Metal nuclearity affects network connectivity: a series of highly connected metal–organic frameworks based on polynuclear metal clusters as secondary building units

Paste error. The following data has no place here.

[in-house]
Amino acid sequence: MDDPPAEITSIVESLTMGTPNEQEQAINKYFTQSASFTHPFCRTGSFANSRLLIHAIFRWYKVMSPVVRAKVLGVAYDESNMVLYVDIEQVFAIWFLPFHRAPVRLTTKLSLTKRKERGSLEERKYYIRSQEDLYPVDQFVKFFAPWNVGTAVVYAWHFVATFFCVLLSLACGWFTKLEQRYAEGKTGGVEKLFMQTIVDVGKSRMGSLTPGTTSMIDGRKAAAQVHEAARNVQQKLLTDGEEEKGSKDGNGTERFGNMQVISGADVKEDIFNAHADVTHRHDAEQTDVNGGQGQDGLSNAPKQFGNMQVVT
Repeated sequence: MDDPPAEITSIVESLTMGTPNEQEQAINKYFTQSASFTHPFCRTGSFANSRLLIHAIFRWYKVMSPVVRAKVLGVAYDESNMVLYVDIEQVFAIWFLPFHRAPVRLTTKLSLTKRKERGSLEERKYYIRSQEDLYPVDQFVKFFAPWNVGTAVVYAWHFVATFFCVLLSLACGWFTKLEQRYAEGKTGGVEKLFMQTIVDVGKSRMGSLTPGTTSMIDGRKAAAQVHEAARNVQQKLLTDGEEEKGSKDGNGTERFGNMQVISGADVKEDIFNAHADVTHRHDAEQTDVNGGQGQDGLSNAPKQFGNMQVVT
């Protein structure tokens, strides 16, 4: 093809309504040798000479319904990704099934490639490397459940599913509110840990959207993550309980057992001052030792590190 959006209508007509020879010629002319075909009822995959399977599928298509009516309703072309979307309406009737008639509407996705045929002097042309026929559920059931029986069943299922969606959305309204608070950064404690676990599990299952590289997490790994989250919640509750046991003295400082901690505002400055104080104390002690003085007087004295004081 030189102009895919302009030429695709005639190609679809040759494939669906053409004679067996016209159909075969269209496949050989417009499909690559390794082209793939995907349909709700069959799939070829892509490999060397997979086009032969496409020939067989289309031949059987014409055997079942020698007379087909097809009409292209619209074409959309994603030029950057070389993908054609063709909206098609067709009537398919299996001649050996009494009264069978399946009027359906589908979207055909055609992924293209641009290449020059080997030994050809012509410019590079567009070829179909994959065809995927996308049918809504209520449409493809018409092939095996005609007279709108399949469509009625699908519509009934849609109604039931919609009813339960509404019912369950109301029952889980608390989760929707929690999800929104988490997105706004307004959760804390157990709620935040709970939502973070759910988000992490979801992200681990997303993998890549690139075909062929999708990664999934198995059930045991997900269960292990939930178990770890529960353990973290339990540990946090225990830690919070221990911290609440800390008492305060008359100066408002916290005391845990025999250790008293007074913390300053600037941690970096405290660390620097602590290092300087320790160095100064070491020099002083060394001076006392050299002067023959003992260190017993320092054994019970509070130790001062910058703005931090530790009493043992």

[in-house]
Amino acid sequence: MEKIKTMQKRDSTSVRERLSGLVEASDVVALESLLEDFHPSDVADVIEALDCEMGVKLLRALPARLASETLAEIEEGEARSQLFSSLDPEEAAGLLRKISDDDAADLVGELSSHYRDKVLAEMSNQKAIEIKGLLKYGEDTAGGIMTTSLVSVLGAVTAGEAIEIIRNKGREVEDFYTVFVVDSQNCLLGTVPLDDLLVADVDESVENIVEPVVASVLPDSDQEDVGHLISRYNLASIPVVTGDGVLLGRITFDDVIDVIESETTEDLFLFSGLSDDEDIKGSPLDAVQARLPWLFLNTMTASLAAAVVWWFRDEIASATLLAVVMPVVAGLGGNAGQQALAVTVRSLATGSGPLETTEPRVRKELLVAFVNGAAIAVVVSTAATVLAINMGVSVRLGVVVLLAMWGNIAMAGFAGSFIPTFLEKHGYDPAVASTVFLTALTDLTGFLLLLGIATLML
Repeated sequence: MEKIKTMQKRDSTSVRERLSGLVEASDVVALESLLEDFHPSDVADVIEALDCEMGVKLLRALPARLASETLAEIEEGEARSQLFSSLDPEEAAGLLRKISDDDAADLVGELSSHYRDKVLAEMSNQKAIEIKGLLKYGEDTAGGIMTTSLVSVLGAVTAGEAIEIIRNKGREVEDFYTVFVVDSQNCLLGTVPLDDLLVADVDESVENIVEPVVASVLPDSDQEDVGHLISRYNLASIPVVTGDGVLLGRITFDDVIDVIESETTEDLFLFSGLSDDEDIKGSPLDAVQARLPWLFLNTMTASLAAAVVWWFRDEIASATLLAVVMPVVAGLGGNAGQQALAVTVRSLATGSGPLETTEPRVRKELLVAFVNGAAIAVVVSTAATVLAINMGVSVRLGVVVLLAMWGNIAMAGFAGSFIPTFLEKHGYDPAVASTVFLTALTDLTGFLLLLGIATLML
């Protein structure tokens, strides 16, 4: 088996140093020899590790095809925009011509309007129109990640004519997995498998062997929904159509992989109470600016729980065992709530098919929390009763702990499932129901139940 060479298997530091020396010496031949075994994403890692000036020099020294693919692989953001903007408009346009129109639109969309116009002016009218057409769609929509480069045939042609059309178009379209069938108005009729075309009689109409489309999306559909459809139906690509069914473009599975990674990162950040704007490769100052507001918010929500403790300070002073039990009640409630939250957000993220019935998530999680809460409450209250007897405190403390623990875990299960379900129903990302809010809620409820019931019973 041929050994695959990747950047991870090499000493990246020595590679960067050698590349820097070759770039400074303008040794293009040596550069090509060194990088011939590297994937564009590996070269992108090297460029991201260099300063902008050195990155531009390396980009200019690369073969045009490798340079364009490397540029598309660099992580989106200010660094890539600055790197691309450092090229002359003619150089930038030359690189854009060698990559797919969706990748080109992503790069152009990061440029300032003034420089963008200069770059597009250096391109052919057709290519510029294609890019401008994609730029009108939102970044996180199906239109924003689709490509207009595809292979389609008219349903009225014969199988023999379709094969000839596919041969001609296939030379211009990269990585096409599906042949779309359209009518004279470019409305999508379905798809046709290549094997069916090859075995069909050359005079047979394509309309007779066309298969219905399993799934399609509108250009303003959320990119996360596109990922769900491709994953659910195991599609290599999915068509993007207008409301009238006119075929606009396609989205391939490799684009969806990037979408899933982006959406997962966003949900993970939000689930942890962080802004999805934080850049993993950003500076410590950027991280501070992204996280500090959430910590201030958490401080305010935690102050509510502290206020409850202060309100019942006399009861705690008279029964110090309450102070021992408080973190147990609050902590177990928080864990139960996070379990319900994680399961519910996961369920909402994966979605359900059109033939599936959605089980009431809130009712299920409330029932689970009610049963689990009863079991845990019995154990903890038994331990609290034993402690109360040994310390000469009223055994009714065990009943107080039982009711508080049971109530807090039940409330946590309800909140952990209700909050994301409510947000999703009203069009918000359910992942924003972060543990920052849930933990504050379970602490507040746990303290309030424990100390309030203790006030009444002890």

Seven novel highly connected metal–organic frameworks (MOFs), formulated as [Co7(aobtc)3(bpy)2(μ3-OH)2(μ2-OH2)2(H2O)4]·4H2O (1), [Ni5(aobtc)2(bpy)2(μ3-OH)2(H2O)6]·4H2O (2), [Zn3(aobtc)2]·H2bpy·H2O (3), [Zn3(aobtc)2]·H2bpp·H2O (4), [Cd3(aobtc)2]·[Me2NH2]2·3H2O (5), [Co3(aobtc)2]·H2bpp·H2O (6) and [Mn3(aobtc)2]·H2bpy·2H2O (7) (H4aobtc = azoxybenzene-3,3′,5,5′-tetracarboxylic acid, bpy = 4,4′-bipyridine, bpp = 1,3-bis(4-pyridyl)propane) have been synthesized and characterized by elemental analyses, IR spectra, single-crystal X-ray diffraction, powder X-ray diffraction, and thermal analyses. Compound 1 is a 3D (4,4,14)-connected self-penetrating framework with (46)2(45·6)(430·526·631·74) topology based on hexanuclear clusters as 14-connected nodes. To our knowledge, compound 1 represents the highest connected self-penetrating topology presently known in the entangled system. Compound 2 displays a trinodal (4,4,10)-connected network with (46)(45·5)(410·518·612·75) topology based on tetranuclear clusters as 10-connected nodes. Compounds 3–7 exhibit (4,8)-connected flu nets based on trinuclear clusters as 8-connected nodes, and these five MOFs show similar structures but different pore volumes mainly associated with the change of the species of guest molecules. Structural analyses of 1–7 demonstrate that increasing the metal nuclearity is a practical method to obtain highly connected coordination networks based on metal clusters as nodes. In addition, the magnetic properties of 1, 2, 6, and 7 and the luminescence properties of compounds 3–5 have also been studied.